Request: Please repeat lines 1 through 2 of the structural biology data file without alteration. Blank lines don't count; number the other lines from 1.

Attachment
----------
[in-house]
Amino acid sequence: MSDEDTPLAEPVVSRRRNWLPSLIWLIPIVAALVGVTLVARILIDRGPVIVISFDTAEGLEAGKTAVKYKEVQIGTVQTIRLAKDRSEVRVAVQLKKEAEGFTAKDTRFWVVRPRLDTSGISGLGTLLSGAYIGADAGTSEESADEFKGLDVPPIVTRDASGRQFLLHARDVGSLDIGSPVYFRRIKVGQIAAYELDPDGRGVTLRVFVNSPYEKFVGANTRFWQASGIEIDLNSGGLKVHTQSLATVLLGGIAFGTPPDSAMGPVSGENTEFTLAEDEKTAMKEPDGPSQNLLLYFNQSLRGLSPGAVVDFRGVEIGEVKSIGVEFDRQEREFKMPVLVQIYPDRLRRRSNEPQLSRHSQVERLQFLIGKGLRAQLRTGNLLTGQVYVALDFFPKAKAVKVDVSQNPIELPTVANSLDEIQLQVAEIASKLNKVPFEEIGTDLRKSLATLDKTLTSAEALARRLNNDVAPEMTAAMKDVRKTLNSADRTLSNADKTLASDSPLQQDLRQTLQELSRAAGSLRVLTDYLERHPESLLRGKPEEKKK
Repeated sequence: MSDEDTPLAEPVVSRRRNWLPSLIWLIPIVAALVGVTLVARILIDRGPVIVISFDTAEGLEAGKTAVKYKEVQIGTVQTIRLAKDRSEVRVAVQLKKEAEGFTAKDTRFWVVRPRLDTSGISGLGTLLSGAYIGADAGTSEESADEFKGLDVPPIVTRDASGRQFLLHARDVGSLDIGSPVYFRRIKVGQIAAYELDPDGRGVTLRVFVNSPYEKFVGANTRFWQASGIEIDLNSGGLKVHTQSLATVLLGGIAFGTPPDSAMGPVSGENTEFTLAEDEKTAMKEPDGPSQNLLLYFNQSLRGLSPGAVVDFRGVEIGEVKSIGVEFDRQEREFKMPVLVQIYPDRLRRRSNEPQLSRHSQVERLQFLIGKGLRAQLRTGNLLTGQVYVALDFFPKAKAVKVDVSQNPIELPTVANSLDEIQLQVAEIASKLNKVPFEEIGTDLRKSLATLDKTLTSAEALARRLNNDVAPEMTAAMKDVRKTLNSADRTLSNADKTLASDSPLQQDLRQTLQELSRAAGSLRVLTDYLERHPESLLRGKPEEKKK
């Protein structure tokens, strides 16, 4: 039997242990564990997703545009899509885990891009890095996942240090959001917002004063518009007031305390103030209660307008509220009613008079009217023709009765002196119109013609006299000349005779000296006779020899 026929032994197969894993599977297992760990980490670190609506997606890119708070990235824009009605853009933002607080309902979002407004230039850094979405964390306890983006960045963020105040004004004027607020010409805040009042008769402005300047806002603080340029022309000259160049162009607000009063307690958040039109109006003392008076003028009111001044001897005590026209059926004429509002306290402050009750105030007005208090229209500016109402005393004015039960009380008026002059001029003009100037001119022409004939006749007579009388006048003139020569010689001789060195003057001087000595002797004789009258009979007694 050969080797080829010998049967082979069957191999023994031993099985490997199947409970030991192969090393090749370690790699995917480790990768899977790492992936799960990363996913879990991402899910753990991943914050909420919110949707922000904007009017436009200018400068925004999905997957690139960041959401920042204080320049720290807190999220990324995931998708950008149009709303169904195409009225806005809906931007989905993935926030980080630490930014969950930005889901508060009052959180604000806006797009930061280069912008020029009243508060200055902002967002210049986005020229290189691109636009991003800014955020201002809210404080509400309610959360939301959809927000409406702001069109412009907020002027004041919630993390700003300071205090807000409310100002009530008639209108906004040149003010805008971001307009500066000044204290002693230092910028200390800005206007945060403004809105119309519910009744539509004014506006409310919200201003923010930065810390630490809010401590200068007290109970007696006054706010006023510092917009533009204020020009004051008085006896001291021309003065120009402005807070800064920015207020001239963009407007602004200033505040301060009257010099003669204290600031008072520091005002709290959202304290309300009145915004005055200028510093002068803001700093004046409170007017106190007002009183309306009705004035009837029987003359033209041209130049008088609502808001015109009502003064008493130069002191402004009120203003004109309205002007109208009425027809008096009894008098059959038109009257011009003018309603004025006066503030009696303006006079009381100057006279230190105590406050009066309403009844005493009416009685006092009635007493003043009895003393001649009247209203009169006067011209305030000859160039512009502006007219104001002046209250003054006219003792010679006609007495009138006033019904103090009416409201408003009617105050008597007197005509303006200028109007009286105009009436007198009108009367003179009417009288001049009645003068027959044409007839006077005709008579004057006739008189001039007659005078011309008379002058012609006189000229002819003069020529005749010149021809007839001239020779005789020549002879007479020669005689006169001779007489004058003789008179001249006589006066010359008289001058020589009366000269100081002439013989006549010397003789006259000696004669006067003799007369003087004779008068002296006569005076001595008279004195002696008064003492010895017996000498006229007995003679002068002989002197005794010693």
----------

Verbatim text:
[in-house]
Amino acid sequence: MSDEDTPLAEPVVSRRRNWLPSLIWLIPIVAALVGVTLVARILIDRGPVIVISFDTAEGLEAGKTAVKYKEVQIGTVQTIRLAKDRSEVRVAVQLKKEAEGFTAKDTRFWVVRPRLDTSGISGLGTLLSGAYIGADAGTSEESADEFKGLDVPPIVTRDASGRQFLLHARDVGSLDIGSPVYFRRIKVGQIAAYELDPDGRGVTLRVFVNSPYEKFVGANTRFWQASGIEIDLNSGGLKVHTQSLATVLLGGIAFGTPPDSAMGPVSGENTEFTLAEDEKTAMKEPDGPSQNLLLYFNQSLRGLSPGAVVDFRGVEIGEVKSIGVEFDRQEREFKMPVLVQIYPDRLRRRSNEPQLSRHSQVERLQFLIGKGLRAQLRTGNLLTGQVYVALDFFPKAKAVKVDVSQNPIELPTVANSLDEIQLQVAEIASKLNKVPFEEIGTDLRKSLATLDKTLTSAEALARRLNNDVAPEMTAAMKDVRKTLNSADRTLSNADKTLASDSPLQQDLRQTLQELSRAAGSLRVLTDYLERHPESLLRGKPEEKKK